Block wiring diagram help

 
  miktrain Deputy Commissioner

Location: Adelaide SA
Operator errors are a given. If a train is crossing blocks and momentarily receives current from 2 power sources, how likely is it of burning out the train motor? Are there "easy to install" fail safes I can install in the circuit - similar to switches in a modern home that trip if a spike is detected?
The likelyhood of a motor burning out if it receives power from two different controllers is about zero.  It is the controllers that will need to be protected in this case.  The wheels and pickups will effectively bridge the two sections, connecting them both together, so the motor is fine but the two controllers must be able to survive having their outputs connected together.

It is for this reason that it is important to use separate power supplies, completely isolated from each other (as per your last diagram), to prevent unexpected current flows when the train crosses between controllers.

If you choose your controllers well (i.e. with comprehensive output protection) then you should be OK.

No doubt you could also add circuit breakers to each section output for extra protection.  I haven't researched protectors for DC (I'm planning to use DCC) so I will defer to others for advice in this area.
Parkeston
If you leave the loco sitting there it will may be jittering between the two blocks which will not do it any good and may well do damage, so fix the problem asap.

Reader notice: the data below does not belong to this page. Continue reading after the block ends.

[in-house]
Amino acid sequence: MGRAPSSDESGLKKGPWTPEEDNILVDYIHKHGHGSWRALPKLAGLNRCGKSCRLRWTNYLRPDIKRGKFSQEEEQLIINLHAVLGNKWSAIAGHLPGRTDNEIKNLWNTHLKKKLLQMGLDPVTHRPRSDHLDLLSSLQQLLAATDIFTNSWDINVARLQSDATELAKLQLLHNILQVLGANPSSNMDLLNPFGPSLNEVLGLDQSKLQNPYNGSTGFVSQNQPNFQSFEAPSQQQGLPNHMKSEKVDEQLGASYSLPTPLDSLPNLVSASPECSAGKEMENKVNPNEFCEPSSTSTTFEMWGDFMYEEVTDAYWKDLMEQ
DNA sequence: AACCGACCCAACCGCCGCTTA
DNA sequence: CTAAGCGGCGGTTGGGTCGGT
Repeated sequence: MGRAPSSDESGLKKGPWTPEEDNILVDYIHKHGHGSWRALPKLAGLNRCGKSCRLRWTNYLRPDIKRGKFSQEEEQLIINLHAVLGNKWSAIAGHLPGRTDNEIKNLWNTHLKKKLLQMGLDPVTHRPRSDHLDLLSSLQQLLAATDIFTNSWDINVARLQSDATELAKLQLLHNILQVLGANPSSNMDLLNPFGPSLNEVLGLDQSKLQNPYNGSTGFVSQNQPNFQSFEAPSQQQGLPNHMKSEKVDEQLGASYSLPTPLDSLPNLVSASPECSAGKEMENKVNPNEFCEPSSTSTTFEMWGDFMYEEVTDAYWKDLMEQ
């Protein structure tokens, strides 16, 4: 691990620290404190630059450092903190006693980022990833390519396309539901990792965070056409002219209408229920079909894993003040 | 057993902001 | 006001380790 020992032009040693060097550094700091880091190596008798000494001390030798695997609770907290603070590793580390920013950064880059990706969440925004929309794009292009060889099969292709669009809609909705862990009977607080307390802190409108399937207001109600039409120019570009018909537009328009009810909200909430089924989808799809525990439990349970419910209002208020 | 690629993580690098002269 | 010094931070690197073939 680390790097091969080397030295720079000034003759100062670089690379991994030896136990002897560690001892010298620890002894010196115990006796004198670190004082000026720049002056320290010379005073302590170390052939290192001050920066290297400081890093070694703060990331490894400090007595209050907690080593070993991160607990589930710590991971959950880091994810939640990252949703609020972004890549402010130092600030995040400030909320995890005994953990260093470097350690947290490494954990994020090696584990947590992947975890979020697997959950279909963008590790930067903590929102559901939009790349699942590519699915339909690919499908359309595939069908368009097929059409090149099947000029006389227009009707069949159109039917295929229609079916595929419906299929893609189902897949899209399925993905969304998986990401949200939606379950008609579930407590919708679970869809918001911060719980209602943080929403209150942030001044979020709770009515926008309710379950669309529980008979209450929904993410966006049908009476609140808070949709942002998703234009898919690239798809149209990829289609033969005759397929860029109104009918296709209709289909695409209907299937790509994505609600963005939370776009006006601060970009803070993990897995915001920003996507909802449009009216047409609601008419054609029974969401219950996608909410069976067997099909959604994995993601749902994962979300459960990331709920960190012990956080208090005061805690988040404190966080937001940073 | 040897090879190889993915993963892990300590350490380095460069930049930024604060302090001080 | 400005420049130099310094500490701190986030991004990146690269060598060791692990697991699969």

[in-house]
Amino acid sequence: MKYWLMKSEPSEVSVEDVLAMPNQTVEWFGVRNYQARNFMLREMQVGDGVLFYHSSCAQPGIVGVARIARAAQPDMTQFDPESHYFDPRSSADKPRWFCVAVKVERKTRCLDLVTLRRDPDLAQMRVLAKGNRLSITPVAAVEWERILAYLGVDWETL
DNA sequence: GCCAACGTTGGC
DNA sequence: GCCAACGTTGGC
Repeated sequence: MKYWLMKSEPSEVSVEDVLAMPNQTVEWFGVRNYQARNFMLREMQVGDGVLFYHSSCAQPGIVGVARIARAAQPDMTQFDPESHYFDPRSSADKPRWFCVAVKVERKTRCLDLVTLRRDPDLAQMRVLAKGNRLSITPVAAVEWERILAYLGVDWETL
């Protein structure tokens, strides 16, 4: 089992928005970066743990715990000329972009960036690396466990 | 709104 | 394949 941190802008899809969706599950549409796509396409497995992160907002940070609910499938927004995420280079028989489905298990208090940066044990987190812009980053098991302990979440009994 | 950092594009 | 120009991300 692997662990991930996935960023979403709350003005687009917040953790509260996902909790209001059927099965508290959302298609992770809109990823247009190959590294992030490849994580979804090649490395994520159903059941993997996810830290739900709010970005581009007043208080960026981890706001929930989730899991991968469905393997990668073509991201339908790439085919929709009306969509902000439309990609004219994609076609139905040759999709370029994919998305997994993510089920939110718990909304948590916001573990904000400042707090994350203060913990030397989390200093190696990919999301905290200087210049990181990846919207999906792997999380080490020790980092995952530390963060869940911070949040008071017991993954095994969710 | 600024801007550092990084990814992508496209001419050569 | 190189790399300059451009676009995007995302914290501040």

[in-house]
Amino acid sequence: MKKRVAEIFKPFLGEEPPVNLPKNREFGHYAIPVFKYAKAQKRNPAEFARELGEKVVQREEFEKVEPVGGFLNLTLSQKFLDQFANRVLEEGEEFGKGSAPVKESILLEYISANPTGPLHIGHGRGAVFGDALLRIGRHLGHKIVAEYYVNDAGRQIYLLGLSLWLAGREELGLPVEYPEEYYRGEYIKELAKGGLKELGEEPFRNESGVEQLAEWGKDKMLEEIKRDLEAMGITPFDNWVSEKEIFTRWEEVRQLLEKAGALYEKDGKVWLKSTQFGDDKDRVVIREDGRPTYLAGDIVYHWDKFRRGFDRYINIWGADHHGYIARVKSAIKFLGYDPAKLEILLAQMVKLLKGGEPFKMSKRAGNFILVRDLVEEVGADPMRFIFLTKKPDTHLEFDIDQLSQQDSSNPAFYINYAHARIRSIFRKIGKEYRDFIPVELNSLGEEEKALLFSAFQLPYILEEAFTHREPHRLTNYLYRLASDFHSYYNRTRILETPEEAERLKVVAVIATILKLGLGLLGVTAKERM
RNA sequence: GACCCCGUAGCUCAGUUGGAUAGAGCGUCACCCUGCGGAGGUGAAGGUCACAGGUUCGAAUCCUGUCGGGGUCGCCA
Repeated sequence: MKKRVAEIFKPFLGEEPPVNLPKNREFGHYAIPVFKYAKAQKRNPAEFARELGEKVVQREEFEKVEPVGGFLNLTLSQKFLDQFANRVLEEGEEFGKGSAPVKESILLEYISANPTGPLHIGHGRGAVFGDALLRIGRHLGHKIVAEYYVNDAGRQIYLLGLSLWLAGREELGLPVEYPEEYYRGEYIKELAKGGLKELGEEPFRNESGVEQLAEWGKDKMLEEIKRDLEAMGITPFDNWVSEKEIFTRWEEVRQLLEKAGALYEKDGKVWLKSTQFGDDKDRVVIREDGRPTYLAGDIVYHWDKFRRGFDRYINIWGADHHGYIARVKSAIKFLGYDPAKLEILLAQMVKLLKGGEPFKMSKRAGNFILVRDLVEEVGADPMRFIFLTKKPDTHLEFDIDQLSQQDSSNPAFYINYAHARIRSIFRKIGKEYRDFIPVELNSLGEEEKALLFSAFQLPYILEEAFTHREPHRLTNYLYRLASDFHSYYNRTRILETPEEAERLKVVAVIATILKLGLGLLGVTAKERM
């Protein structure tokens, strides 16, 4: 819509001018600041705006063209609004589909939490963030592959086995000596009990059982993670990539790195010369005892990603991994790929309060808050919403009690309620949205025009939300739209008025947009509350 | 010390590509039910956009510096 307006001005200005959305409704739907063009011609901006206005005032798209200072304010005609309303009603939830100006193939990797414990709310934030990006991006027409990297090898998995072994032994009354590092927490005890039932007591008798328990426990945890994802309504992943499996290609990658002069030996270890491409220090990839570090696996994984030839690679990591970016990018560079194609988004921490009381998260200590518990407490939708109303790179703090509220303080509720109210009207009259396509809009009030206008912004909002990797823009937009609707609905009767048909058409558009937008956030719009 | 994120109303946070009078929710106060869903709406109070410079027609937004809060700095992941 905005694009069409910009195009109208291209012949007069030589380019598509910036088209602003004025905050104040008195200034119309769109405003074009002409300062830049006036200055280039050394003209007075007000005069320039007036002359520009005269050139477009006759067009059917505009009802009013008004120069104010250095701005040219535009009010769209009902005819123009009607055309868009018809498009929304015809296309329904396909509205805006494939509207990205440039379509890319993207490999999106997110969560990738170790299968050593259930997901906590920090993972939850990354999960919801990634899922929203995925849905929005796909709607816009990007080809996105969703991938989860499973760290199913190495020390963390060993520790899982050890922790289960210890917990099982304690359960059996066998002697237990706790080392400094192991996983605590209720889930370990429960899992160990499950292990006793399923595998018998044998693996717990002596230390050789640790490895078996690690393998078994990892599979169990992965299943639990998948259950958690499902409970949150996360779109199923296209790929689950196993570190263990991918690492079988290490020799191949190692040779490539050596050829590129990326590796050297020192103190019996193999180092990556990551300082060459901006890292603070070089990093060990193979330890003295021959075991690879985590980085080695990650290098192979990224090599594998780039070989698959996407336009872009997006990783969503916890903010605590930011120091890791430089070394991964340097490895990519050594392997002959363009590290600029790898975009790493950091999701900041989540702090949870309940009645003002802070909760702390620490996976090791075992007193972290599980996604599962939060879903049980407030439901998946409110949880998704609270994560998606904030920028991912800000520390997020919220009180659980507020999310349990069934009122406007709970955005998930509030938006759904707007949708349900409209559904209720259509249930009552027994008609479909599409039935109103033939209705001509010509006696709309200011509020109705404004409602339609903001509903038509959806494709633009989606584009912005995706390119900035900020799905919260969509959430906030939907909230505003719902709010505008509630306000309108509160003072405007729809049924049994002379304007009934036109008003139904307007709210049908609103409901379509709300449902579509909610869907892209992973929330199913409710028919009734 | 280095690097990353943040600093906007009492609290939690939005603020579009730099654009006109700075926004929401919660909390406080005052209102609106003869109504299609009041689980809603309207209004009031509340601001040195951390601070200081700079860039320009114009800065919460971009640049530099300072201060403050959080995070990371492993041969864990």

The controllers should be OK if they have good heat sinking.

Yes, separate supplies but the controllers should be connected at the negative of the rectifiers (the earth symbols on the diagram) this will get those locos with diagonal pick-ups (Lima, Hornby etc) smoothly across the blocks. ALL blocks MUST be double isolated, NO common rail.

The controllers chosen have output diodes so should be fine provided they have good heat sinking.

Tony

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  miktrain Deputy Commissioner

Location: Adelaide SA
It seems as though this thread has just about run its course. Thanks to all who participated, it's been extremely useful.

I have a separate DC supply for structure lighting so I guess I can just run the LEDs off this. I may have mentioned earlier, since we are doing a video diary of the entire build I'll certainly be dedicating a chapter to the wiring - try and pass on what I've learned to the next boofhead! I'll post it here when done.
gombul

Use the DC supply.

As an aside check your switches as most of that type, switch opposite ie when you switch up the bottom is connected and if you switch down the top is connected. It is not a problem just wire it "backwards", this catches many newbies.

Tony
  Parkeston Station Staff

Yes, separate supplies but the controllers should be connected at the negative of the rectifiers (the earth symbols on the diagram) this will get those locos with diagonal pick-ups (Lima, Hornby etc) smoothly across the blocks.
miktrain